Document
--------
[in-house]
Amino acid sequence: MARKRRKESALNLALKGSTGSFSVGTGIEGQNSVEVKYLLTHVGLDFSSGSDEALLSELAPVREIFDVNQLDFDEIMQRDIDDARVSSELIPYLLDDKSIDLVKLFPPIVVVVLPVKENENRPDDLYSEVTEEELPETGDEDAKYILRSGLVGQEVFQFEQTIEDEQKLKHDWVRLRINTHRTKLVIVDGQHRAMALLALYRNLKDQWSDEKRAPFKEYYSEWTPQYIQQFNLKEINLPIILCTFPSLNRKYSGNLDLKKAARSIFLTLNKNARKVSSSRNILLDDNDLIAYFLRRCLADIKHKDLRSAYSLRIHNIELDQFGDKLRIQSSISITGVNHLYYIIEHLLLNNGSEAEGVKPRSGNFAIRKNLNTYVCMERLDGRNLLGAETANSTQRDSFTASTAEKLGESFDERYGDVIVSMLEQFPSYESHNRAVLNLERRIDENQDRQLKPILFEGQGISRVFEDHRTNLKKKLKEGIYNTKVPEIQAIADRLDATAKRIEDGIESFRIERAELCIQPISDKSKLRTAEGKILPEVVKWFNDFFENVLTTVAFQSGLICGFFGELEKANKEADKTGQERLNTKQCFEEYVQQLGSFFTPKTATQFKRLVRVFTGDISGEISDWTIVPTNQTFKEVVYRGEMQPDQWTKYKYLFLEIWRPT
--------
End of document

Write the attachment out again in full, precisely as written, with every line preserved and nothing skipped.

[in-house]
Amino acid sequence: MARKRRKESALNLALKGSTGSFSVGTGIEGQNSVEVKYLLTHVGLDFSSGSDEALLSELAPVREIFDVNQLDFDEIMQRDIDDARVSSELIPYLLDDKSIDLVKLFPPIVVVVLPVKENENRPDDLYSEVTEEELPETGDEDAKYILRSGLVGQEVFQFEQTIEDEQKLKHDWVRLRINTHRTKLVIVDGQHRAMALLALYRNLKDQWSDEKRAPFKEYYSEWTPQYIQQFNLKEINLPIILCTFPSLNRKYSGNLDLKKAARSIFLTLNKNARKVSSSRNILLDDNDLIAYFLRRCLADIKHKDLRSAYSLRIHNIELDQFGDKLRIQSSISITGVNHLYYIIEHLLLNNGSEAEGVKPRSGNFAIRKNLNTYVCMERLDGRNLLGAETANSTQRDSFTASTAEKLGESFDERYGDVIVSMLEQFPSYESHNRAVLNLERRIDENQDRQLKPILFEGQGISRVFEDHRTNLKKKLKEGIYNTKVPEIQAIADRLDATAKRIEDGIESFRIERAELCIQPISDKSKLRTAEGKILPEVVKWFNDFFENVLTTVAFQSGLICGFFGELEKANKEADKTGQERLNTKQCFEEYVQQLGSFFTPKTATQFKRLVRVFTGDISGEISDWTIVPTNQTFKEVVYRGEMQPDQWTKYKYLFLEIWRPT